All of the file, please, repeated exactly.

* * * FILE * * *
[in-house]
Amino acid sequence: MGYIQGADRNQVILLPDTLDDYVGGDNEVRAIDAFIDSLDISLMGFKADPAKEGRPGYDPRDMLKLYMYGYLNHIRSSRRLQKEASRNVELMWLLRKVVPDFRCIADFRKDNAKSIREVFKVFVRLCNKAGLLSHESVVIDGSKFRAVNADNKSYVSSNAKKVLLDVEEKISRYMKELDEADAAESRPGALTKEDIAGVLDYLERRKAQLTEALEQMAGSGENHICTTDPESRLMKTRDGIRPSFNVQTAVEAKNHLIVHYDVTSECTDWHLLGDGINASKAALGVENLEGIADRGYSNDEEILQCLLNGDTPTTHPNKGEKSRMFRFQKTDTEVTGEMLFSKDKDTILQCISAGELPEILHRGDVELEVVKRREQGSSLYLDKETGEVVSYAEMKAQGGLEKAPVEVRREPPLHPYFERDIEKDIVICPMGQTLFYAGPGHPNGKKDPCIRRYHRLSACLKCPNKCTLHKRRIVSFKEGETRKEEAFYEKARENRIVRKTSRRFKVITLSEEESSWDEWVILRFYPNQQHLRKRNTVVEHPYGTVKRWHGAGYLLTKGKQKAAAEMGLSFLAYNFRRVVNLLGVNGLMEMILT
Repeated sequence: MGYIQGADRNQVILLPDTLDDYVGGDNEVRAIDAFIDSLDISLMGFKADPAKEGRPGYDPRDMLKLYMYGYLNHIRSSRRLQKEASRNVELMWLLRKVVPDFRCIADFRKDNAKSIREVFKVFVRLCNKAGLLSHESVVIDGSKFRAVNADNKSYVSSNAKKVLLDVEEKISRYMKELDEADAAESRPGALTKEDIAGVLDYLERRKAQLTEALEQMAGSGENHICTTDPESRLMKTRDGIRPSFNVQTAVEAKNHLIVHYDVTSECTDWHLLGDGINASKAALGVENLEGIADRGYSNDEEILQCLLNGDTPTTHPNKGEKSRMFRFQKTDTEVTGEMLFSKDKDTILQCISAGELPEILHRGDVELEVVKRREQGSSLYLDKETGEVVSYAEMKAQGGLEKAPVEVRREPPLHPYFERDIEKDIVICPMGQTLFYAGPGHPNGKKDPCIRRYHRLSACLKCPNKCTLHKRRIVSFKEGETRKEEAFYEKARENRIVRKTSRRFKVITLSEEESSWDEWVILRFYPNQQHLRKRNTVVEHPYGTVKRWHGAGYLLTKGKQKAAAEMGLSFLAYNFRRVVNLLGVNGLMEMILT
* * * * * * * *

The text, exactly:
[in-house]
Amino acid sequence: MGYIQGADRNQVILLPDTLDDYVGGDNEVRAIDAFIDSLDISLMGFKADPAKEGRPGYDPRDMLKLYMYGYLNHIRSSRRLQKEASRNVELMWLLRKVVPDFRCIADFRKDNAKSIREVFKVFVRLCNKAGLLSHESVVIDGSKFRAVNADNKSYVSSNAKKVLLDVEEKISRYMKELDEADAAESRPGALTKEDIAGVLDYLERRKAQLTEALEQMAGSGENHICTTDPESRLMKTRDGIRPSFNVQTAVEAKNHLIVHYDVTSECTDWHLLGDGINASKAALGVENLEGIADRGYSNDEEILQCLLNGDTPTTHPNKGEKSRMFRFQKTDTEVTGEMLFSKDKDTILQCISAGELPEILHRGDVELEVVKRREQGSSLYLDKETGEVVSYAEMKAQGGLEKAPVEVRREPPLHPYFERDIEKDIVICPMGQTLFYAGPGHPNGKKDPCIRRYHRLSACLKCPNKCTLHKRRIVSFKEGETRKEEAFYEKARENRIVRKTSRRFKVITLSEEESSWDEWVILRFYPNQQHLRKRNTVVEHPYGTVKRWHGAGYLLTKGKQKAAAEMGLSFLAYNFRRVVNLLGVNGLMEMILT
Repeated sequence: MGYIQGADRNQVILLPDTLDDYVGGDNEVRAIDAFIDSLDISLMGFKADPAKEGRPGYDPRDMLKLYMYGYLNHIRSSRRLQKEASRNVELMWLLRKVVPDFRCIADFRKDNAKSIREVFKVFVRLCNKAGLLSHESVVIDGSKFRAVNADNKSYVSSNAKKVLLDVEEKISRYMKELDEADAAESRPGALTKEDIAGVLDYLERRKAQLTEALEQMAGSGENHICTTDPESRLMKTRDGIRPSFNVQTAVEAKNHLIVHYDVTSECTDWHLLGDGINASKAALGVENLEGIADRGYSNDEEILQCLLNGDTPTTHPNKGEKSRMFRFQKTDTEVTGEMLFSKDKDTILQCISAGELPEILHRGDVELEVVKRREQGSSLYLDKETGEVVSYAEMKAQGGLEKAPVEVRREPPLHPYFERDIEKDIVICPMGQTLFYAGPGHPNGKKDPCIRRYHRLSACLKCPNKCTLHKRRIVSFKEGETRKEEAFYEKARENRIVRKTSRRFKVITLSEEESSWDEWVILRFYPNQQHLRKRNTVVEHPYGTVKRWHGAGYLLTKGKQKAAAEMGLSFLAYNFRRVVNLLGVNGLMEMILT